What's a Growth Mindset?
By Lisa Robles
So first, let's start with some background. It's an idea founded by Dr. Carol Dweck from Stanford University. A fixed mindset is the idea that things are the way they are. You're born good at something or not. There's no room for growth. A growth mindset is the idea that you can develop ability through hard work and effort. You can become good at anything, if you work hard enough. If a student has a growth mindset, they build confidence, perseverance and ultimately success.
So I've been doing some work with my kids on changing from a fixed mindset to a growth mindset. I thought I'd share some of the things I've done.
So in my class I started with quotes. I found a lot on Practical Savvy. I put up quotes like:
- Twenty years from now you will be more disappointed by the things you did not do than by the ones you did. Mark Twain
- It does not matter how slowly you go so long as you do not stop. Confucius
- It’s kind of fun to do the impossible. Walt Disney
- It’s not that I’m so smart, it’s just that I stay with problems longer. Albert Einstein
I gave each group of four kids one quote and had them discuss it. Then they separated and formed new groups. They shared their quotes, their groups thinking and what it has in common with the other quotes.
After that, I explained the difference between an fixed and a growth mindset. I then gave them an activity where they took fixed mindset thinking and turned them into growth mindset. You can find that activity here.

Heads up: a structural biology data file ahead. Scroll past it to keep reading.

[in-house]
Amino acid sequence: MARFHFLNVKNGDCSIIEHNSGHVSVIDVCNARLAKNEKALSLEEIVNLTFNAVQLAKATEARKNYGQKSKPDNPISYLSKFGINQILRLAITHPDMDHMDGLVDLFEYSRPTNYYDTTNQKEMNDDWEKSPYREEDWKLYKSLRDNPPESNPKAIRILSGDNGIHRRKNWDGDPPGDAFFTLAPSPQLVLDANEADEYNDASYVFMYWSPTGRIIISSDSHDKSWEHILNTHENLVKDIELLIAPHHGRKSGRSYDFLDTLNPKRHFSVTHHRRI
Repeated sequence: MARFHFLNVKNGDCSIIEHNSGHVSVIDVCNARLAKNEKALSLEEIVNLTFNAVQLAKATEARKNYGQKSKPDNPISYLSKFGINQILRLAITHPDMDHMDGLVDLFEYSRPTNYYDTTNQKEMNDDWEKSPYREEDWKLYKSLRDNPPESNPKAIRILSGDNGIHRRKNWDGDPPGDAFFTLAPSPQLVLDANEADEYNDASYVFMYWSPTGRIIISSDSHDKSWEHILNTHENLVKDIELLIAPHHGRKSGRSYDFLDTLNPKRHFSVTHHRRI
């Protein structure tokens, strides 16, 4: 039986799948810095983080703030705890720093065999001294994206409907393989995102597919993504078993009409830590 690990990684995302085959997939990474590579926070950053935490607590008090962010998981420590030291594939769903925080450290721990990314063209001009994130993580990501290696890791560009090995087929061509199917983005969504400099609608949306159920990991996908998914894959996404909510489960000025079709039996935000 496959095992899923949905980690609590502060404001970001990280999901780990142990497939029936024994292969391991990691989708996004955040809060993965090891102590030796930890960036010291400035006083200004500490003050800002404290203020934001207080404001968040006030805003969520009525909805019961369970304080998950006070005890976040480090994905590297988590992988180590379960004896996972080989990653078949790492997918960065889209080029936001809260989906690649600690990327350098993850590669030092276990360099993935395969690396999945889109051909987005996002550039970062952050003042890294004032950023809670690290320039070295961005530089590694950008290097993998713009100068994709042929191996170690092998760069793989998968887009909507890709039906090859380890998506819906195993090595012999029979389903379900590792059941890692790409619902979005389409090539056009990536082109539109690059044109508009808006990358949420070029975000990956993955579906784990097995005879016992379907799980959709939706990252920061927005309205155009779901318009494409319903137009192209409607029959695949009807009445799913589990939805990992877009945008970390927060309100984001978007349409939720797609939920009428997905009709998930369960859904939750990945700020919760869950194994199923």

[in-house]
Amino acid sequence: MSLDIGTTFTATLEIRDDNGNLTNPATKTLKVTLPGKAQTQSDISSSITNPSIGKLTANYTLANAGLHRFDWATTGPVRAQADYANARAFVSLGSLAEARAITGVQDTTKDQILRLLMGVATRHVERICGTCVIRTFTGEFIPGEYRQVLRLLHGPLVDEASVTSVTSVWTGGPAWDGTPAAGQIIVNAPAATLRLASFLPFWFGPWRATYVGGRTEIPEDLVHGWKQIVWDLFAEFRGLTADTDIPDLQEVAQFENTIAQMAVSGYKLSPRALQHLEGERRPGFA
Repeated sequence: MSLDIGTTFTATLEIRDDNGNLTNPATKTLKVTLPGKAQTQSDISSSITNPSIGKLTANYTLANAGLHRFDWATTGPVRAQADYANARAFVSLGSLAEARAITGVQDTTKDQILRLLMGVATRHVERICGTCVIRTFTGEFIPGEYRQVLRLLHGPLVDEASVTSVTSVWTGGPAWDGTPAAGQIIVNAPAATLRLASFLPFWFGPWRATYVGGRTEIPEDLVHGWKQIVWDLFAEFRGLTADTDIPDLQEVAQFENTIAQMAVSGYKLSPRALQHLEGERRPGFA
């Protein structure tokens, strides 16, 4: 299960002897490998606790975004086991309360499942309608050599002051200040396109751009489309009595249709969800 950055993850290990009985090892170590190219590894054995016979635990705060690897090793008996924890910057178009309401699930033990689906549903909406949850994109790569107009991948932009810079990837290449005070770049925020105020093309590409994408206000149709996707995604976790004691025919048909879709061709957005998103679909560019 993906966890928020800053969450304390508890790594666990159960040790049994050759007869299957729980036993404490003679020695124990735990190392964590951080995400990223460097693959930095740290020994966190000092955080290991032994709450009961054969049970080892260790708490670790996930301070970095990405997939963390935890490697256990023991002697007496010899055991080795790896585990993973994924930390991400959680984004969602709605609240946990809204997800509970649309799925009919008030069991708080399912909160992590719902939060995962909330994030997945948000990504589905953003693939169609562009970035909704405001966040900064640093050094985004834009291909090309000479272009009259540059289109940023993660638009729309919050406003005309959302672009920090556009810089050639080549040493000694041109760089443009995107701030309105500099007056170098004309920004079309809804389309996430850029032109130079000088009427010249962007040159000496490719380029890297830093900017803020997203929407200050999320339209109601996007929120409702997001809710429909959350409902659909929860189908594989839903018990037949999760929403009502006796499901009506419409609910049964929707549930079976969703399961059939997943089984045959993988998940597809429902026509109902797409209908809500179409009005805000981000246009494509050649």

I then put up posters showing how to change fixed mindset thinking into growth mindset. I made them with nice frames.
Another activity is to have them research successful people who had to overcome obstacles to get where they were. People like Walt Disney, Michael Jordan and Steve Jobs. You can find that activity here on TeachersPayTeachers.
As a teacher, I want to be sure I'm framing my feedback using growth mindset. A team of us at school are creating a checklist we could use to record ourselves in how effective we are at using feedback to challenge, praise and encourage. We'll be working on that for the next few months.
So that's where we are right now. Funny, the other day, a student said," Miss, E--- has a fixed mindset! He said he can't do it and he hasn't even tried!" So I asked, "What would be a better way to say it?" She said, "He could have said, I'm worried I won't do well but I'll try my best." Something is sticking!!
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